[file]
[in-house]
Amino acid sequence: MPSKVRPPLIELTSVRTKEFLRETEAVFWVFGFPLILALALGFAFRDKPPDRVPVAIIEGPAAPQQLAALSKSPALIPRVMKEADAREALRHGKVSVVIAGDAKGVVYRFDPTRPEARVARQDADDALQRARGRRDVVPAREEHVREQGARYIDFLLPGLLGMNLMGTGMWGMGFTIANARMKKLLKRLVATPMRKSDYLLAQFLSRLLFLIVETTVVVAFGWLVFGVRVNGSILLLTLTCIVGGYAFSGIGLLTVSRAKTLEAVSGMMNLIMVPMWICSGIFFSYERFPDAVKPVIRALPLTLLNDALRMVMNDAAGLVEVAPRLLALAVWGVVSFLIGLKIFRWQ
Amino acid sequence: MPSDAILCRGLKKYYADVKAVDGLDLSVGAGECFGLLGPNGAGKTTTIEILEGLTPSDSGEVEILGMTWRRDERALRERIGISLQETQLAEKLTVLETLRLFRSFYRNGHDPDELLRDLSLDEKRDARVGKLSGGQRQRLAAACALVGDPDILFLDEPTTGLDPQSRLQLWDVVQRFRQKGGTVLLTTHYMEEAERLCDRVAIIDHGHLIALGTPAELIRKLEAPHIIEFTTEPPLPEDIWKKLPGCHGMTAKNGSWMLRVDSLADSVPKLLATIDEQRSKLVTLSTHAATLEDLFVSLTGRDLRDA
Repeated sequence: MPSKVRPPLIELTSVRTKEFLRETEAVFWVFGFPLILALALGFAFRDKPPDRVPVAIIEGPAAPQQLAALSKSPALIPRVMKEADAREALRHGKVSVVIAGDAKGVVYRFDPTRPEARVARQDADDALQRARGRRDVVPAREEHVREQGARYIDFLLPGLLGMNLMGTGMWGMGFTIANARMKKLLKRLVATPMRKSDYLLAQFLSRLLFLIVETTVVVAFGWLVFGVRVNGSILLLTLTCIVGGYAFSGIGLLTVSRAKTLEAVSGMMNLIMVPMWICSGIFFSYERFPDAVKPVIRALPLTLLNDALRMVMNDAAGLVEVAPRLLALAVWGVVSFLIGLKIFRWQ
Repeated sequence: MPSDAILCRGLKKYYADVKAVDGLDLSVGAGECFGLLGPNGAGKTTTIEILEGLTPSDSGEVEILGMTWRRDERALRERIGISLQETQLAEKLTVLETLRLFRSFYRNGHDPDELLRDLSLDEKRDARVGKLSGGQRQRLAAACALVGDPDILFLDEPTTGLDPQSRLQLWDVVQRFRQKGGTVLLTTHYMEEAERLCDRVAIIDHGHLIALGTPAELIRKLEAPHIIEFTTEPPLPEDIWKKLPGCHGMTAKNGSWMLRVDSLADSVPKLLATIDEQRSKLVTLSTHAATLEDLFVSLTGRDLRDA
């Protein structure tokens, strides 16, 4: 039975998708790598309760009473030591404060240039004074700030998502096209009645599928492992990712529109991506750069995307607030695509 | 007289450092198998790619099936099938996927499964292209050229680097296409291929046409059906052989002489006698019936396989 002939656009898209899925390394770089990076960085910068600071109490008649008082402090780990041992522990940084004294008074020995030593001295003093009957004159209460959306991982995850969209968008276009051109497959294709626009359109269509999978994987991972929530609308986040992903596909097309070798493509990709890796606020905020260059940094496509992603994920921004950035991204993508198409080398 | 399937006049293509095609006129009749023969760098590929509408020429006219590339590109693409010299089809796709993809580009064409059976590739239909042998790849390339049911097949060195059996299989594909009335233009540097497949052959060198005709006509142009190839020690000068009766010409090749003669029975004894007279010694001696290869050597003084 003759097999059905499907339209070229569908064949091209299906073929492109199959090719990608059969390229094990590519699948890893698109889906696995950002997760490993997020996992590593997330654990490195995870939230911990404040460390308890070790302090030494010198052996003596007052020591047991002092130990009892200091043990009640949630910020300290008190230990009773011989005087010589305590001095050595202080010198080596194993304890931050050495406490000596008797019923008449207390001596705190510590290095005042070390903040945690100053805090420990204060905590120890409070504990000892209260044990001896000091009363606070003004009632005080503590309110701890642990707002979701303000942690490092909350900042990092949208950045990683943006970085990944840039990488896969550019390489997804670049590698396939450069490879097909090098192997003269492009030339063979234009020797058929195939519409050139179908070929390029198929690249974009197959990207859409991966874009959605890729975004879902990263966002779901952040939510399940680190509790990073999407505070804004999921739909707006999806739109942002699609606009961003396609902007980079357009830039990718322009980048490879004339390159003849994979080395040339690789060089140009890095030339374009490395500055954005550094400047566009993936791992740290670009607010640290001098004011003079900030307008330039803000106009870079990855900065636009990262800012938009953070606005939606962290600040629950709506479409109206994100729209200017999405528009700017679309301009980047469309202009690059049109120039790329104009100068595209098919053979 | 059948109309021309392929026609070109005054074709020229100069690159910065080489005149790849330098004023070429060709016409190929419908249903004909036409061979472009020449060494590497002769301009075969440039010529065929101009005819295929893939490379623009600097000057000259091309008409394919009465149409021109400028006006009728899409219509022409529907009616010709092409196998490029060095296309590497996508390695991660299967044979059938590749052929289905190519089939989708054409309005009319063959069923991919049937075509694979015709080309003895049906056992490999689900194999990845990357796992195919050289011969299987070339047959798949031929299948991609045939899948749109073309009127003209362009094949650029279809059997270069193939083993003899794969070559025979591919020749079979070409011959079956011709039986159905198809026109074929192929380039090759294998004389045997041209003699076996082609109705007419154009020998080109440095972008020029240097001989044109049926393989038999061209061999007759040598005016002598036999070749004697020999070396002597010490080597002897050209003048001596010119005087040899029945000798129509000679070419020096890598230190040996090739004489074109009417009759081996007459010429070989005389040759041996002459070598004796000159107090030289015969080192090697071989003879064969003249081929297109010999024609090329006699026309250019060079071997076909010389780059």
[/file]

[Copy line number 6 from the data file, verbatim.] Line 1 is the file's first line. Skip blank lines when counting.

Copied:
């Protein structure tokens, strides 16, 4: 039975998708790598309760009473030591404060240039004074700030998502096209009645599928492992990712529109991506750069995307607030695509 | 007289450092198998790619099936099938996927499964292209050229680097296409291929046409059906052989002489006698019936396989 002939656009898209899925390394770089990076960085910068600071109490008649008082402090780990041992522990940084004294008074020995030593001295003093009957004159209460959306991982995850969209968008276009051109497959294709626009359109269509999978994987991972929530609308986040992903596909097309070798493509990709890796606020905020260059940094496509992603994920921004950035991204993508198409080398 | 399937006049293509095609006129009749023969760098590929509408020429006219590339590109693409010299089809796709993809580009064409059976590739239909042998790849390339049911097949060195059996299989594909009335233009540097497949052959060198005709006509142009190839020690000068009766010409090749003669029975004894007279010694001696290869050597003084 003759097999059905499907339209070229569908064949091209299906073929492109199959090719990608059969390229094990590519699948890893698109889906696995950002997760490993997020996992590593997330654990490195995870939230911990404040460390308890070790302090030494010198052996003596007052020591047991002092130990009892200091043990009640949630910020300290008190230990009773011989005087010589305590001095050595202080010198080596194993304890931050050495406490000596008797019923008449207390001596705190510590290095005042070390903040945690100053805090420990204060905590120890409070504990000892209260044990001896000091009363606070003004009632005080503590309110701890642990707002979701303000942690490092909350900042990092949208950045990683943006970085990944840039990488896969550019390489997804670049590698396939450069490879097909090098192997003269492009030339063979234009020797058929195939519409050139179908070929390029198929690249974009197959990207859409991966874009959605890729975004879902990263966002779901952040939510399940680190509790990073999407505070804004999921739909707006999806739109942002699609606009961003396609902007980079357009830039990718322009980048490879004339390159003849994979080395040339690789060089140009890095030339374009490395500055954005550094400047566009993936791992740290670009607010640290001098004011003079900030307008330039803000106009870079990855900065636009990262800012938009953070606005939606962290600040629950709506479409109206994100729209200017999405528009700017679309301009980047469309202009690059049109120039790329104009100068595209098919053979 | 059948109309021309392929026609070109005054074709020229100069690159910065080489005149790849330098004023070429060709016409190929419908249903004909036409061979472009020449060494590497002769301009075969440039010529065929101009005819295929893939490379623009600097000057000259091309008409394919009465149409021109400028006006009728899409219509022409529907009616010709092409196998490029060095296309590497996508390695991660299967044979059938590749052929289905190519089939989708054409309005009319063959069923991919049937075509694979015709080309003895049906056992490999689900194999990845990357796992195919050289011969299987070339047959798949031929299948991609045939899948749109073309009127003209362009094949650029279809059997270069193939083993003899794969070559025979591919020749079979070409011959079956011709039986159905198809026109074929192929380039090759294998004389045997041209003699076996082609109705007419154009020998080109440095972008020029240097001989044109049926393989038999061209061999007759040598005016002598036999070749004697020999070396002597010490080597002897050209003048001596010119005087040899029945000798129509000679070419020096890598230190040996090739004489074109009417009759081996007459010429070989005389040759041996002459070598004796000159107090030289015969080192090697071989003879064969003249081929297109010999024609090329006699026309250019060079071997076909010389780059």